The USDA Animal and Plant Health Inspection Service has lifted the quarantines on two Central California dairies associated with that BSE-positive cow found April 24th at a rendering plant.
APHIS says tests performed by World Organization for Animal Health labs in Canada and England confirmed the cow had atypical BSE, a rare, spontaneous form of the disease. USDA has reiterated: This animal was never presented for slaughter for human consumption, so at no time presented a risk to the food supply, or to human health in the United States.”
“In addition, investigation of the feed records at the index dairy premises has found no anomalies, and audits of all the feed suppliers to the index premises have shown them to be in compliance with the regulations.”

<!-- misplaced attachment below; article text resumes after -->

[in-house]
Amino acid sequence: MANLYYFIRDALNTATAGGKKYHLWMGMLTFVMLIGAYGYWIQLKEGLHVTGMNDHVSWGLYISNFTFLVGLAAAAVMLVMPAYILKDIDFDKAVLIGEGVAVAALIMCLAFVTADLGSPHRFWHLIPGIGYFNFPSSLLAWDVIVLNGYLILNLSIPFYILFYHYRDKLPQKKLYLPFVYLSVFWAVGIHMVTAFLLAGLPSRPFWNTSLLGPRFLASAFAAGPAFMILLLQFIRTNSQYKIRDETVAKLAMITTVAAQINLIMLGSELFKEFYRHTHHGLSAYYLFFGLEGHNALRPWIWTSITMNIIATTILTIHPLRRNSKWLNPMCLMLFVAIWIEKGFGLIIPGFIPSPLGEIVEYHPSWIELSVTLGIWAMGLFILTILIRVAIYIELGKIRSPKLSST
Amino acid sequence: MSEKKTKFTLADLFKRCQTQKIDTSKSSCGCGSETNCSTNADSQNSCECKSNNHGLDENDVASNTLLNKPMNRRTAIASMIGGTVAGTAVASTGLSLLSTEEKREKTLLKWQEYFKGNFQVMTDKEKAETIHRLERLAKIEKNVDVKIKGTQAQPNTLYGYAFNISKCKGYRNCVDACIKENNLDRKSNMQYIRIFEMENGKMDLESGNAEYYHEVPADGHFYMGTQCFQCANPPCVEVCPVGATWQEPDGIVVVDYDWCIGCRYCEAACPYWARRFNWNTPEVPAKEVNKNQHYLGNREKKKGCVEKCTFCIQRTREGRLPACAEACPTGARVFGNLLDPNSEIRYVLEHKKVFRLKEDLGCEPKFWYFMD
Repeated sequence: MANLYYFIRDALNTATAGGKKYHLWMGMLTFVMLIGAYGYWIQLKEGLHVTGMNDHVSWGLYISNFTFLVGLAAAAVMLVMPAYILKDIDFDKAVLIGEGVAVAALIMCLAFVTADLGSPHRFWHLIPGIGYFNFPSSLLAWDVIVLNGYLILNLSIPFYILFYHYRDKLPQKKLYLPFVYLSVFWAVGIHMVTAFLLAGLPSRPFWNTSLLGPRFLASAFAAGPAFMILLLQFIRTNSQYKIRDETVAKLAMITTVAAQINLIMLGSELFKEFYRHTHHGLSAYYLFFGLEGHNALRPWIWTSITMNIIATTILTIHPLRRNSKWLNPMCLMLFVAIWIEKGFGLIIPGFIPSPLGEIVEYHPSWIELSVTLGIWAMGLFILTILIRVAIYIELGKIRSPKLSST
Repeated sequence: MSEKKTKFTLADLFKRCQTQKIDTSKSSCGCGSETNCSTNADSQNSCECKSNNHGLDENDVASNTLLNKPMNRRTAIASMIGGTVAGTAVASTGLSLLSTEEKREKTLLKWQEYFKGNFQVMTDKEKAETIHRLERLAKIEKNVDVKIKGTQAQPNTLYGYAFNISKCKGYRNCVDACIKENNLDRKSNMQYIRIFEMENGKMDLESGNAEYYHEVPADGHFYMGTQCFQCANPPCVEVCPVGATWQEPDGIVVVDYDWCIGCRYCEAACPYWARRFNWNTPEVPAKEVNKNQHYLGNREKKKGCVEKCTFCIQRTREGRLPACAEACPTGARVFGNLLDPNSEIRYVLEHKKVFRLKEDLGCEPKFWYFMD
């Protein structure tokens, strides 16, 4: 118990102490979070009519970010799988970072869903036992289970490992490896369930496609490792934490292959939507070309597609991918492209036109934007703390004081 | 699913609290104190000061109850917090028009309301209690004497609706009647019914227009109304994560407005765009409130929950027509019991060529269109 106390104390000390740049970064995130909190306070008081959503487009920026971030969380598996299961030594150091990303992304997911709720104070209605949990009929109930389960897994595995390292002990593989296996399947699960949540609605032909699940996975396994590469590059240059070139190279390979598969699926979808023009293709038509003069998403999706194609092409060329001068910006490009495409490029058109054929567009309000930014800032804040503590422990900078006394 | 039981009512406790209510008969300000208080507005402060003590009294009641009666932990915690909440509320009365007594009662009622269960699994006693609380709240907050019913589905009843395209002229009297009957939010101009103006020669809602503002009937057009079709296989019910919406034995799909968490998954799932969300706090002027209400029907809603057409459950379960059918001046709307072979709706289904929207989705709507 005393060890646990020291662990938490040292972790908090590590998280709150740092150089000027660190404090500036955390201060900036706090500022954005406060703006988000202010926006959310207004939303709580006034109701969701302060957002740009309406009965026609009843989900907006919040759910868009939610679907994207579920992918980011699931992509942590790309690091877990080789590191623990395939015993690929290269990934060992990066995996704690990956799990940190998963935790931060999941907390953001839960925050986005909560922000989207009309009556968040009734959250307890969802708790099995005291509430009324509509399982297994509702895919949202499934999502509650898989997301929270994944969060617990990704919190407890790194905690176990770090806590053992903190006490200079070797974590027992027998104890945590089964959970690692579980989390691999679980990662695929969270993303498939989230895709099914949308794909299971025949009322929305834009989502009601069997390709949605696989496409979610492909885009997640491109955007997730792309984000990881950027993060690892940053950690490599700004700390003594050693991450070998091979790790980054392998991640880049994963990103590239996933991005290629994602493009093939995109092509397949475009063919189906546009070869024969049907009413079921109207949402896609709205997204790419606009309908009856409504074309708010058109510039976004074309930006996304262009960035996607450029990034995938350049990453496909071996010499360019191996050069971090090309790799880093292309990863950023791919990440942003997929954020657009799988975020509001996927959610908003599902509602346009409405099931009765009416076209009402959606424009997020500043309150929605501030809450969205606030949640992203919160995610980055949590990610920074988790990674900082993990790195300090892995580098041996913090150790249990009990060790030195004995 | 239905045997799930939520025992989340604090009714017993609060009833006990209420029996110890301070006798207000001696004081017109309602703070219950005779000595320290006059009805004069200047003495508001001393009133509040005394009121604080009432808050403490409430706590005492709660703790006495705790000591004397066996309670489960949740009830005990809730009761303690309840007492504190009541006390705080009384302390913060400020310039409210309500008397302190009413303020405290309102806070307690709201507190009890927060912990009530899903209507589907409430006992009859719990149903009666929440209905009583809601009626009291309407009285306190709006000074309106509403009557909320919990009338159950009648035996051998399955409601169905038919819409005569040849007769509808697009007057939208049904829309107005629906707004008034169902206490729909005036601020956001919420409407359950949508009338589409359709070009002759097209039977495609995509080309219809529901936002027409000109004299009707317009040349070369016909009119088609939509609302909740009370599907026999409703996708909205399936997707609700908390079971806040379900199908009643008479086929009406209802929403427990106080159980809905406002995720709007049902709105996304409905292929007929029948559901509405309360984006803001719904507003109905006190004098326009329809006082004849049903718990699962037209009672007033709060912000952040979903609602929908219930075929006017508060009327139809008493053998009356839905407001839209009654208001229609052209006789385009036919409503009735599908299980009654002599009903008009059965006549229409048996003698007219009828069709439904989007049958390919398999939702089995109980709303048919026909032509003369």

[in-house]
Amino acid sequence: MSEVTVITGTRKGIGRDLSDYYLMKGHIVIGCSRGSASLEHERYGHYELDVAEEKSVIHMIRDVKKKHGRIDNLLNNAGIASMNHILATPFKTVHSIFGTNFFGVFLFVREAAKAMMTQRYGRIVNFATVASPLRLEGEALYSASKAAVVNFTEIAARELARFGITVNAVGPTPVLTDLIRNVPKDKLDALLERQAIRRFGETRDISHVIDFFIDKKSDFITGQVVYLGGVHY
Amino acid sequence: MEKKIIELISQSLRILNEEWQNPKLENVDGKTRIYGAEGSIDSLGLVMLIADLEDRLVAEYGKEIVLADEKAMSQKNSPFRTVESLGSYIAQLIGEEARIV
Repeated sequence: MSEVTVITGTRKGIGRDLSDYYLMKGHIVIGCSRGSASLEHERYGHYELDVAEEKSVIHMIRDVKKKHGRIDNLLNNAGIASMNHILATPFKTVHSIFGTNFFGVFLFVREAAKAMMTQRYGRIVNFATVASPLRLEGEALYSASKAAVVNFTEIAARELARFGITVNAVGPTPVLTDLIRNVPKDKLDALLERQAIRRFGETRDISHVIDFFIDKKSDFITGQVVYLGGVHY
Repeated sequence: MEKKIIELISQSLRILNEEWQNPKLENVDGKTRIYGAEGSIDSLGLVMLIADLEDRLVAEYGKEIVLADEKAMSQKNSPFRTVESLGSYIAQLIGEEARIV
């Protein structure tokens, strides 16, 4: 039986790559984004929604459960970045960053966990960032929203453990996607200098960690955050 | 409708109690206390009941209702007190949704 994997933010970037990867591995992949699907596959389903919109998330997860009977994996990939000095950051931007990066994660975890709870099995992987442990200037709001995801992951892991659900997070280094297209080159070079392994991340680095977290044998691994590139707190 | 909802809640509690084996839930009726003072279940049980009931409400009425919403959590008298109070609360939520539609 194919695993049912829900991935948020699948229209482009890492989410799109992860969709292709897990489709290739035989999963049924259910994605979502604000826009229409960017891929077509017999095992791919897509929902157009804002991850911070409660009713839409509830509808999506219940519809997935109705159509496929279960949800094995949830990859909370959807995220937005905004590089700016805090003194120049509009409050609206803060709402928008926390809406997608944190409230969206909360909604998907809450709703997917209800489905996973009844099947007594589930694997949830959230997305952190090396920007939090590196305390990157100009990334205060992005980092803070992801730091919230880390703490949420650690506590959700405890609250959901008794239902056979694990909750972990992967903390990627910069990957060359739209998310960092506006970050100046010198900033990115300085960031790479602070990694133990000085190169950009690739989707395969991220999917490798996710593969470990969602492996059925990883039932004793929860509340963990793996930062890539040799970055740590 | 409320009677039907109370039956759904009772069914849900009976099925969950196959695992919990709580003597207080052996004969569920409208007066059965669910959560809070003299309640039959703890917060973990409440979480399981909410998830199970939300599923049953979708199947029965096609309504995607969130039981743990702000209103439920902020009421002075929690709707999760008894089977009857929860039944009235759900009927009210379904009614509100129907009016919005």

On May 2nd, APHIS announced they had traced two calves of the infected cow, one had been stillborn, the other was slaughtered and tested for BSE, and it was negative. The agency “Of several hundred potential birth cohort cattle, the focus of the tracing is on a small number (10-12) of cattle which may still be alive and have records that might allow them to be located. The remaining potential cohorts are no longer alive or have otherwise been ruled out.”
Read the full APHIS statement here: